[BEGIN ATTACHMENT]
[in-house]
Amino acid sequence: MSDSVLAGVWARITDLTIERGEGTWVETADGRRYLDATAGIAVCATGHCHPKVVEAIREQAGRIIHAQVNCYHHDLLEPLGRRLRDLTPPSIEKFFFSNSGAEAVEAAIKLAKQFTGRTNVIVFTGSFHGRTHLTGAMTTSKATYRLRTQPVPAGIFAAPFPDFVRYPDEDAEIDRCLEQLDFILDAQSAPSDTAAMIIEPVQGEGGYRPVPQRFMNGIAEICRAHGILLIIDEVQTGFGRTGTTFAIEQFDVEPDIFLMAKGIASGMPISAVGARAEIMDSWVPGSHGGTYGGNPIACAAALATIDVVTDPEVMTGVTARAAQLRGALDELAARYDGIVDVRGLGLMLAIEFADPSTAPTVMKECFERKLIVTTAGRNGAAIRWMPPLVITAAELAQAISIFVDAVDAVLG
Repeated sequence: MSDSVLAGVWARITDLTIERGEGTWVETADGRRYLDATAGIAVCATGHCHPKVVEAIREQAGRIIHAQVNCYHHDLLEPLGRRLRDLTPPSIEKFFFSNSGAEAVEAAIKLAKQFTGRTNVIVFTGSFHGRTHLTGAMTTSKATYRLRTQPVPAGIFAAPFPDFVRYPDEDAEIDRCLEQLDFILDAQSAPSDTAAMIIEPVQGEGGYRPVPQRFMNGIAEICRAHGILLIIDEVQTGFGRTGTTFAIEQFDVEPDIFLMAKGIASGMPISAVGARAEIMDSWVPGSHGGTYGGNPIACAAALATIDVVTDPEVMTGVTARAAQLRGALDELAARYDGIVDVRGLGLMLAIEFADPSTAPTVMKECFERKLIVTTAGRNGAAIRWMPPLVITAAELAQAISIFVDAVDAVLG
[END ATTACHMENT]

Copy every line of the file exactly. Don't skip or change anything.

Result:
[in-house]
Amino acid sequence: MSDSVLAGVWARITDLTIERGEGTWVETADGRRYLDATAGIAVCATGHCHPKVVEAIREQAGRIIHAQVNCYHHDLLEPLGRRLRDLTPPSIEKFFFSNSGAEAVEAAIKLAKQFTGRTNVIVFTGSFHGRTHLTGAMTTSKATYRLRTQPVPAGIFAAPFPDFVRYPDEDAEIDRCLEQLDFILDAQSAPSDTAAMIIEPVQGEGGYRPVPQRFMNGIAEICRAHGILLIIDEVQTGFGRTGTTFAIEQFDVEPDIFLMAKGIASGMPISAVGARAEIMDSWVPGSHGGTYGGNPIACAAALATIDVVTDPEVMTGVTARAAQLRGALDELAARYDGIVDVRGLGLMLAIEFADPSTAPTVMKECFERKLIVTTAGRNGAAIRWMPPLVITAAELAQAISIFVDAVDAVLG
Repeated sequence: MSDSVLAGVWARITDLTIERGEGTWVETADGRRYLDATAGIAVCATGHCHPKVVEAIREQAGRIIHAQVNCYHHDLLEPLGRRLRDLTPPSIEKFFFSNSGAEAVEAAIKLAKQFTGRTNVIVFTGSFHGRTHLTGAMTTSKATYRLRTQPVPAGIFAAPFPDFVRYPDEDAEIDRCLEQLDFILDAQSAPSDTAAMIIEPVQGEGGYRPVPQRFMNGIAEICRAHGILLIIDEVQTGFGRTGTTFAIEQFDVEPDIFLMAKGIASGMPISAVGARAEIMDSWVPGSHGGTYGGNPIACAAALATIDVVTDPEVMTGVTARAAQLRGALDELAARYDGIVDVRGLGLMLAIEFADPSTAPTVMKECFERKLIVTTAGRNGAAIRWMPPLVITAAELAQAISIFVDAVDAVLG